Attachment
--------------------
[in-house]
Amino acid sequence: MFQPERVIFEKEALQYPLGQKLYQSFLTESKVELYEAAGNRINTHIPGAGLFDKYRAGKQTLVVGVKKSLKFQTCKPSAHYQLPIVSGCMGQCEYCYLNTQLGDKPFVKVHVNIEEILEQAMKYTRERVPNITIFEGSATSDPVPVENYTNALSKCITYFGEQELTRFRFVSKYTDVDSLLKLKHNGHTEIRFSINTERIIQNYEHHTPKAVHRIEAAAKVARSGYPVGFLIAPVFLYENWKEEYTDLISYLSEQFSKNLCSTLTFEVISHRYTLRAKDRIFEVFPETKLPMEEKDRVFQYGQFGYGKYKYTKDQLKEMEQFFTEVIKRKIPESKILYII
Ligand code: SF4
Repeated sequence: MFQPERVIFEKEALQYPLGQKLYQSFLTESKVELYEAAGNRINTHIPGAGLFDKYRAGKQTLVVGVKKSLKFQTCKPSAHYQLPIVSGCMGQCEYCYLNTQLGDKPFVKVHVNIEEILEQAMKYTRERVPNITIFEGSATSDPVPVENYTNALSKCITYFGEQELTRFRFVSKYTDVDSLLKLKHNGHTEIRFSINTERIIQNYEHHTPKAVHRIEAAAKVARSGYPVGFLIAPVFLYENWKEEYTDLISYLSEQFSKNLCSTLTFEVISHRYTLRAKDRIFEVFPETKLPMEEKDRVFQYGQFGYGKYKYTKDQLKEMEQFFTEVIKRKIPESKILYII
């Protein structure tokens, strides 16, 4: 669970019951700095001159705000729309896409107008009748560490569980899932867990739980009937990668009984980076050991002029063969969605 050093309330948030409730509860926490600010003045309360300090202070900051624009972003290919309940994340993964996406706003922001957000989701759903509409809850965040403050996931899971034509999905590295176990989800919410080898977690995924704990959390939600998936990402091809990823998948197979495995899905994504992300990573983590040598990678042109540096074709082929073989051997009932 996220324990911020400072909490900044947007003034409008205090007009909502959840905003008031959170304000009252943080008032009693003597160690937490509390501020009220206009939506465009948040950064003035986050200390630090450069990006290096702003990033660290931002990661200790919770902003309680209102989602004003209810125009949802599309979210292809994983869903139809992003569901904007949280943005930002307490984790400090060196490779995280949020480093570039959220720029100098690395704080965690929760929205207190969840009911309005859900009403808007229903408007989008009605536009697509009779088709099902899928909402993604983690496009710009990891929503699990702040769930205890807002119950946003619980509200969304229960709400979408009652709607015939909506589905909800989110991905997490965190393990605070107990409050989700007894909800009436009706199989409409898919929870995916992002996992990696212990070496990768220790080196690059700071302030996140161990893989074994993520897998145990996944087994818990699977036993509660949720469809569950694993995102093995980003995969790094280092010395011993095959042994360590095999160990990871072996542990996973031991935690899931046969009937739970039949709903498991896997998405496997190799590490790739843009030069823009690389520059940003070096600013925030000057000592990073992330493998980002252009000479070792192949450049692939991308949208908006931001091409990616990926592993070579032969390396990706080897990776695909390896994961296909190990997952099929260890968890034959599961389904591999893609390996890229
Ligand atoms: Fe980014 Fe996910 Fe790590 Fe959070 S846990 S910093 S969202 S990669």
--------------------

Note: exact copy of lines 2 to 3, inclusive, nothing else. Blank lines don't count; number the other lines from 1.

Amino acid sequence: MFQPERVIFEKEALQYPLGQKLYQSFLTESKVELYEAAGNRINTHIPGAGLFDKYRAGKQTLVVGVKKSLKFQTCKPSAHYQLPIVSGCMGQCEYCYLNTQLGDKPFVKVHVNIEEILEQAMKYTRERVPNITIFEGSATSDPVPVENYTNALSKCITYFGEQELTRFRFVSKYTDVDSLLKLKHNGHTEIRFSINTERIIQNYEHHTPKAVHRIEAAAKVARSGYPVGFLIAPVFLYENWKEEYTDLISYLSEQFSKNLCSTLTFEVISHRYTLRAKDRIFEVFPETKLPMEEKDRVFQYGQFGYGKYKYTKDQLKEMEQFFTEVIKRKIPESKILYII
Ligand code: SF4